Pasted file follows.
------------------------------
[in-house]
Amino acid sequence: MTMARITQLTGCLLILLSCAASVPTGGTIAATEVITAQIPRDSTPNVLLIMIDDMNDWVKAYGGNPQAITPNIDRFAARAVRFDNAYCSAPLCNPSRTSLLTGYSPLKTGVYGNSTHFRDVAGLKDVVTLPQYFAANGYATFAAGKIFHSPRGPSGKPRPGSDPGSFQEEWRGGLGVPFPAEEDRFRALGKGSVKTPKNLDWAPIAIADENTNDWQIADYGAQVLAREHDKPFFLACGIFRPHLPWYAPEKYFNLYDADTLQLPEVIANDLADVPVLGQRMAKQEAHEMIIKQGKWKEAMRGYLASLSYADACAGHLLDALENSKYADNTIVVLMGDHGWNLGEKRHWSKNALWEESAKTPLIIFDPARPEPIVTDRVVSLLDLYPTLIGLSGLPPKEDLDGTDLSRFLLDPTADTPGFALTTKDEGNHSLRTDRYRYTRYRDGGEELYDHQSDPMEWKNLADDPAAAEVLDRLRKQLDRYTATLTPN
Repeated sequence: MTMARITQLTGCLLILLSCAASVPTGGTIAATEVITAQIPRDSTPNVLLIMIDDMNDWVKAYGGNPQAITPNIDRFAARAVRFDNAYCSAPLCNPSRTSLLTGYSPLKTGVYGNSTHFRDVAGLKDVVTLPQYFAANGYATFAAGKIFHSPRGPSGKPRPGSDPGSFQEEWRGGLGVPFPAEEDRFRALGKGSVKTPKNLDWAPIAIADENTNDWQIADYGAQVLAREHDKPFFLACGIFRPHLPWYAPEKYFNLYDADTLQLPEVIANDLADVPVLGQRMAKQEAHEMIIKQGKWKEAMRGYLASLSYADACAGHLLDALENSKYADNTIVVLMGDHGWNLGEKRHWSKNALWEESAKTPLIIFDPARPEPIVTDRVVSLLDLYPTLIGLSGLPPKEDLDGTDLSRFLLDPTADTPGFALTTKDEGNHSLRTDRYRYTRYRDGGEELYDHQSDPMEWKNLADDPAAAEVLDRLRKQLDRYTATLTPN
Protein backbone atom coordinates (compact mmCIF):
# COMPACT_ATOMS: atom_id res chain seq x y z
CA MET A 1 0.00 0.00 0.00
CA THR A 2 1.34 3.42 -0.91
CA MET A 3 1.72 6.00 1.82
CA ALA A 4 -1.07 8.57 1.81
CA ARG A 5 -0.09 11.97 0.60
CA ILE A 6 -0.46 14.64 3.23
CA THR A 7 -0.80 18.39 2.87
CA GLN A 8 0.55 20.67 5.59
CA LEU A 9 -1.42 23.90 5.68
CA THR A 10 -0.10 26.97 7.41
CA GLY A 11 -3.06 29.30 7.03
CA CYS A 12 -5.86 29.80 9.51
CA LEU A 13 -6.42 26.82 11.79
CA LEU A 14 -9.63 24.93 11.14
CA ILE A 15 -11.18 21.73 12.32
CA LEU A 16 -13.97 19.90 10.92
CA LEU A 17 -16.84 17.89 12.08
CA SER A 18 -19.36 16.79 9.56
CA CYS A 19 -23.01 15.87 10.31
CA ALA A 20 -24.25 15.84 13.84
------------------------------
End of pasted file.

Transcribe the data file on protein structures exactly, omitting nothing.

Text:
[in-house]
Amino acid sequence: MTMARITQLTGCLLILLSCAASVPTGGTIAATEVITAQIPRDSTPNVLLIMIDDMNDWVKAYGGNPQAITPNIDRFAARAVRFDNAYCSAPLCNPSRTSLLTGYSPLKTGVYGNSTHFRDVAGLKDVVTLPQYFAANGYATFAAGKIFHSPRGPSGKPRPGSDPGSFQEEWRGGLGVPFPAEEDRFRALGKGSVKTPKNLDWAPIAIADENTNDWQIADYGAQVLAREHDKPFFLACGIFRPHLPWYAPEKYFNLYDADTLQLPEVIANDLADVPVLGQRMAKQEAHEMIIKQGKWKEAMRGYLASLSYADACAGHLLDALENSKYADNTIVVLMGDHGWNLGEKRHWSKNALWEESAKTPLIIFDPARPEPIVTDRVVSLLDLYPTLIGLSGLPPKEDLDGTDLSRFLLDPTADTPGFALTTKDEGNHSLRTDRYRYTRYRDGGEELYDHQSDPMEWKNLADDPAAAEVLDRLRKQLDRYTATLTPN
Repeated sequence: MTMARITQLTGCLLILLSCAASVPTGGTIAATEVITAQIPRDSTPNVLLIMIDDMNDWVKAYGGNPQAITPNIDRFAARAVRFDNAYCSAPLCNPSRTSLLTGYSPLKTGVYGNSTHFRDVAGLKDVVTLPQYFAANGYATFAAGKIFHSPRGPSGKPRPGSDPGSFQEEWRGGLGVPFPAEEDRFRALGKGSVKTPKNLDWAPIAIADENTNDWQIADYGAQVLAREHDKPFFLACGIFRPHLPWYAPEKYFNLYDADTLQLPEVIANDLADVPVLGQRMAKQEAHEMIIKQGKWKEAMRGYLASLSYADACAGHLLDALENSKYADNTIVVLMGDHGWNLGEKRHWSKNALWEESAKTPLIIFDPARPEPIVTDRVVSLLDLYPTLIGLSGLPPKEDLDGTDLSRFLLDPTADTPGFALTTKDEGNHSLRTDRYRYTRYRDGGEELYDHQSDPMEWKNLADDPAAAEVLDRLRKQLDRYTATLTPN
Protein backbone atom coordinates (compact mmCIF):
# COMPACT_ATOMS: atom_id res chain seq x y z
CA MET A 1 0.00 0.00 0.00
CA THR A 2 1.34 3.42 -0.91
CA MET A 3 1.72 6.00 1.82
CA ALA A 4 -1.07 8.57 1.81
CA ARG A 5 -0.09 11.97 0.60
CA ILE A 6 -0.46 14.64 3.23
CA THR A 7 -0.80 18.39 2.87
CA GLN A 8 0.55 20.67 5.59
CA LEU A 9 -1.42 23.90 5.68
CA THR A 10 -0.10 26.97 7.41
CA GLY A 11 -3.06 29.30 7.03
CA CYS A 12 -5.86 29.80 9.51
CA LEU A 13 -6.42 26.82 11.79
CA LEU A 14 -9.63 24.93 11.14
CA ILE A 15 -11.18 21.73 12.32
CA LEU A 16 -13.97 19.90 10.92
CA LEU A 17 -16.84 17.89 12.08
CA SER A 18 -19.36 16.79 9.56
CA CYS A 19 -23.01 15.87 10.31
CA ALA A 20 -24.25 15.84 13.84